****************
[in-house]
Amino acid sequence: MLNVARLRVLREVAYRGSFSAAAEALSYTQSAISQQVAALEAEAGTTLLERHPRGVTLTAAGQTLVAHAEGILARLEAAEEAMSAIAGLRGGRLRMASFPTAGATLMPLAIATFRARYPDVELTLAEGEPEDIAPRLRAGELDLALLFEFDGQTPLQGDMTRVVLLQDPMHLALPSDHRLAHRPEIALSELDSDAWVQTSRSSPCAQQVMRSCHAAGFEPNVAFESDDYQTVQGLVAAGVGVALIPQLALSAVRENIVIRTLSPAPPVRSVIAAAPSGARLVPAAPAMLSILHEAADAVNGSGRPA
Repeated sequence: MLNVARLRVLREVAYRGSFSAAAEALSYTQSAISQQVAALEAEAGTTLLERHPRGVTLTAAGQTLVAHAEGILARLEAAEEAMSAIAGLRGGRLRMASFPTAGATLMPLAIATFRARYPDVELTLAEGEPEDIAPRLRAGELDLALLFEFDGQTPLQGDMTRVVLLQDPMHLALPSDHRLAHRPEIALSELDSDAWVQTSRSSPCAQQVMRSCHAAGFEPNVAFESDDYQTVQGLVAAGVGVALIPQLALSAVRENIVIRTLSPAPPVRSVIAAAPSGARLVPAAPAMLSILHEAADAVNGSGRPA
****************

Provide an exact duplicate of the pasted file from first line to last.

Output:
[in-house]
Amino acid sequence: MLNVARLRVLREVAYRGSFSAAAEALSYTQSAISQQVAALEAEAGTTLLERHPRGVTLTAAGQTLVAHAEGILARLEAAEEAMSAIAGLRGGRLRMASFPTAGATLMPLAIATFRARYPDVELTLAEGEPEDIAPRLRAGELDLALLFEFDGQTPLQGDMTRVVLLQDPMHLALPSDHRLAHRPEIALSELDSDAWVQTSRSSPCAQQVMRSCHAAGFEPNVAFESDDYQTVQGLVAAGVGVALIPQLALSAVRENIVIRTLSPAPPVRSVIAAAPSGARLVPAAPAMLSILHEAADAVNGSGRPA
Repeated sequence: MLNVARLRVLREVAYRGSFSAAAEALSYTQSAISQQVAALEAEAGTTLLERHPRGVTLTAAGQTLVAHAEGILARLEAAEEAMSAIAGLRGGRLRMASFPTAGATLMPLAIATFRARYPDVELTLAEGEPEDIAPRLRAGELDLALLFEFDGQTPLQGDMTRVVLLQDPMHLALPSDHRLAHRPEIALSELDSDAWVQTSRSSPCAQQVMRSCHAAGFEPNVAFESDDYQTVQGLVAAGVGVALIPQLALSAVRENIVIRTLSPAPPVRSVIAAAPSGARLVPAAPAMLSILHEAADAVNGSGRPA